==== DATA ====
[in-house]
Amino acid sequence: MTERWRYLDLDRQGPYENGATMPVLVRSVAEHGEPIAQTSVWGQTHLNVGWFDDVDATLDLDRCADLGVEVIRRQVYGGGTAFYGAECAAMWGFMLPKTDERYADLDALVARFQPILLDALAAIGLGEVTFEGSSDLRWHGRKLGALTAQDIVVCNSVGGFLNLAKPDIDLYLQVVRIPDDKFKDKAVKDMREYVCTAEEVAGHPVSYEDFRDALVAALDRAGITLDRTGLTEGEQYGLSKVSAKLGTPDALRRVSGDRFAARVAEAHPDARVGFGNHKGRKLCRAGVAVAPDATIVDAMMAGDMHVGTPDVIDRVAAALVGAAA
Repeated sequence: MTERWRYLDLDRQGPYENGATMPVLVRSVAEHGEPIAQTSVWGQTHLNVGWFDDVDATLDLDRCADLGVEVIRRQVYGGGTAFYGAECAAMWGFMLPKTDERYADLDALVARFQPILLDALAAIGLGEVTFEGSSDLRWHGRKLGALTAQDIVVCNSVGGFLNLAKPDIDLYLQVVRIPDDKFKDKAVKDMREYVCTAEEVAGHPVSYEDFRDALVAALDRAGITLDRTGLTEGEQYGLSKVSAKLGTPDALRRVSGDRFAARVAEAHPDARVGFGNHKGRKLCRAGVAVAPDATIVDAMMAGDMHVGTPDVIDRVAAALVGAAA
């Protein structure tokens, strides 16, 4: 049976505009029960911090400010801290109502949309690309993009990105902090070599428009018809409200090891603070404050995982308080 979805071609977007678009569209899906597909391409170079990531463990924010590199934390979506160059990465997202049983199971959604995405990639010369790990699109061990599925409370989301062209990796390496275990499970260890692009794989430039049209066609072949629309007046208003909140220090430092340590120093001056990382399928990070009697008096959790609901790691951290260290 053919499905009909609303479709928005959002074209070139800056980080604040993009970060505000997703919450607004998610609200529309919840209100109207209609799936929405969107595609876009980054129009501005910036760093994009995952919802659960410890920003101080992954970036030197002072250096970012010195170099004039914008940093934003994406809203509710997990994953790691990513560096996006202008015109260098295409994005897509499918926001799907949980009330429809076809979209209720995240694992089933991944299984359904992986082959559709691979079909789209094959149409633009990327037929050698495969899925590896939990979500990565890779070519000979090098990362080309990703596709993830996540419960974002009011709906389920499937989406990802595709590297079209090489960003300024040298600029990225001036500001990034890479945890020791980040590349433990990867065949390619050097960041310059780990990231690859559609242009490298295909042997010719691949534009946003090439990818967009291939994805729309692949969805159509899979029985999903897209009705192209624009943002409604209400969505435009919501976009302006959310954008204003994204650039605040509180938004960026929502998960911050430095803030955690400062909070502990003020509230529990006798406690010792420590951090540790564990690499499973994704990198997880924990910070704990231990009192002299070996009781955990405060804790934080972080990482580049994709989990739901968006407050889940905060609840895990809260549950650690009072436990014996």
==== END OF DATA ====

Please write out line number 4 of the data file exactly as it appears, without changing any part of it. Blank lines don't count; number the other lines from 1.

């Protein structure tokens, strides 16, 4: 049976505009029960911090400010801290109502949309690309993009990105902090070599428009018809409200090891603070404050995982308080 979805071609977007678009569209899906597909391409170079990531463990924010590199934390979506160059990465997202049983199971959604995405990639010369790990699109061990599925409370989301062209990796390496275990499970260890692009794989430039049209066609072949629309007046208003909140220090430092340590120093001056990382399928990070009697008096959790609901790691951290260290 053919499905009909609303479709928005959002074209070139800056980080604040993009970060505000997703919450607004998610609200529309919840209100109207209609799936929405969107595609876009980054129009501005910036760093994009995952919802659960410890920003101080992954970036030197002072250096970012010195170099004039914008940093934003994406809203509710997990994953790691990513560096996006202008015109260098295409994005897509499918926001799907949980009330429809076809979209209720995240694992089933991944299984359904992986082959559709691979079909789209094959149409633009990327037929050698495969899925590896939990979500990565890779070519000979090098990362080309990703596709993830996540419960974002009011709906389920499937989406990802595709590297079209090489960003300024040298600029990225001036500001990034890479945890020791980040590349433990990867065949390619050097960041310059780990990231690859559609242009490298295909042997010719691949534009946003090439990818967009291939994805729309692949969805159509899979029985999903897209009705192209624009943002409604209400969505435009919501976009302006959310954008204003994204650039605040509180938004960026929502998960911050430095803030955690400062909070502990003020509230529990006798406690010792420590951090540790564990690499499973994704990198997880924990910070704990231990009192002299070996009781955990405060804790934080972080990482580049994709989990739901968006407050889940905060609840895990809260549950650690009072436990014996």